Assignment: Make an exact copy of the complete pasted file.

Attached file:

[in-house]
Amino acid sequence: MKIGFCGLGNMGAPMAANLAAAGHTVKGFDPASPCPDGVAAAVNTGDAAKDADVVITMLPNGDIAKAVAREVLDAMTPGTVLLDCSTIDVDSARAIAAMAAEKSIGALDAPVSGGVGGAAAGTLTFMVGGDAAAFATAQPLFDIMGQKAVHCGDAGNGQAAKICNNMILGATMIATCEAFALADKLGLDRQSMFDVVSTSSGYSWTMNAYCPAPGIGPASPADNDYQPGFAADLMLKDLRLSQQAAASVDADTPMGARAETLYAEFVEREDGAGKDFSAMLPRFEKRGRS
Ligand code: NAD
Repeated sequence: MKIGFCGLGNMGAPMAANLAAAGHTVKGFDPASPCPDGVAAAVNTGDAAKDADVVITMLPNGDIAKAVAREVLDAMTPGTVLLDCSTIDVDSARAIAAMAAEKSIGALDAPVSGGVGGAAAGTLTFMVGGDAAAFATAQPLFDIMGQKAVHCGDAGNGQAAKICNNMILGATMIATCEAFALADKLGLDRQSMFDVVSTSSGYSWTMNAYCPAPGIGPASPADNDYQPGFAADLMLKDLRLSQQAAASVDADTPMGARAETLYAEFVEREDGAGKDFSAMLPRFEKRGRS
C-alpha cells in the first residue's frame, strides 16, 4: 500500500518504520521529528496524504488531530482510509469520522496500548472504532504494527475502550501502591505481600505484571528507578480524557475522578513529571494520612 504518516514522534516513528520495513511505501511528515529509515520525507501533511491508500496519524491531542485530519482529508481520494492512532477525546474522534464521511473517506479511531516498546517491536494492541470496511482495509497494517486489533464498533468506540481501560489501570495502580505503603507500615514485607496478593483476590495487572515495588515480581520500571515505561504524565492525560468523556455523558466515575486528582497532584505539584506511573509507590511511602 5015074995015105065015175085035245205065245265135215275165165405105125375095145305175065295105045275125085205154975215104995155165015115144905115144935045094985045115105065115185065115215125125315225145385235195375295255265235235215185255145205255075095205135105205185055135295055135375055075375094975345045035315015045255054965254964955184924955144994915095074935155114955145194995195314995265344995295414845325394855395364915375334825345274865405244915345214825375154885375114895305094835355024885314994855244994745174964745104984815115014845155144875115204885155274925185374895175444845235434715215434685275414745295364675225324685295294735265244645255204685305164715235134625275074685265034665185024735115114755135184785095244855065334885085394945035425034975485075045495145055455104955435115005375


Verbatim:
[in-house]
Amino acid sequence: MKIGFCGLGNMGAPMAANLAAAGHTVKGFDPASPCPDGVAAAVNTGDAAKDADVVITMLPNGDIAKAVAREVLDAMTPGTVLLDCSTIDVDSARAIAAMAAEKSIGALDAPVSGGVGGAAAGTLTFMVGGDAAAFATAQPLFDIMGQKAVHCGDAGNGQAAKICNNMILGATMIATCEAFALADKLGLDRQSMFDVVSTSSGYSWTMNAYCPAPGIGPASPADNDYQPGFAADLMLKDLRLSQQAAASVDADTPMGARAETLYAEFVEREDGAGKDFSAMLPRFEKRGRS
Ligand code: NAD
Repeated sequence: MKIGFCGLGNMGAPMAANLAAAGHTVKGFDPASPCPDGVAAAVNTGDAAKDADVVITMLPNGDIAKAVAREVLDAMTPGTVLLDCSTIDVDSARAIAAMAAEKSIGALDAPVSGGVGGAAAGTLTFMVGGDAAAFATAQPLFDIMGQKAVHCGDAGNGQAAKICNNMILGATMIATCEAFALADKLGLDRQSMFDVVSTSSGYSWTMNAYCPAPGIGPASPADNDYQPGFAADLMLKDLRLSQQAAASVDADTPMGARAETLYAEFVEREDGAGKDFSAMLPRFEKRGRS
C-alpha cells in the first residue's frame, strides 16, 4: 500500500518504520521529528496524504488531530482510509469520522496500548472504532504494527475502550501502591505481600505484571528507578480524557475522578513529571494520612 504518516514522534516513528520495513511505501511528515529509515520525507501533511491508500496519524491531542485530519482529508481520494492512532477525546474522534464521511473517506479511531516498546517491536494492541470496511482495509497494517486489533464498533468506540481501560489501570495502580505503603507500615514485607496478593483476590495487572515495588515480581520500571515505561504524565492525560468523556455523558466515575486528582497532584505539584506511573509507590511511602 5015074995015105065015175085035245205065245265135215275165165405105125375095145305175065295105045275125085205154975215104995155165015115144905115144935045094985045115105065115185065115215125125315225145385235195375295255265235235215185255145205255075095205135105205185055135295055135375055075375094975345045035315015045255054965254964955184924955144994915095074935155114955145194995195314995265344995295414845325394855395364915375334825345274865405244915345214825375154885375114895305094835355024885314994855244994745174964745104984815115014845155144875115204885155274925185374895175444845235434715215434685275414745295364675225324685295294735265244645255204685305164715235134625275074685265034665185024735115114755135184785095244855065334885085394945035425034975485075045495145055455104955435115005375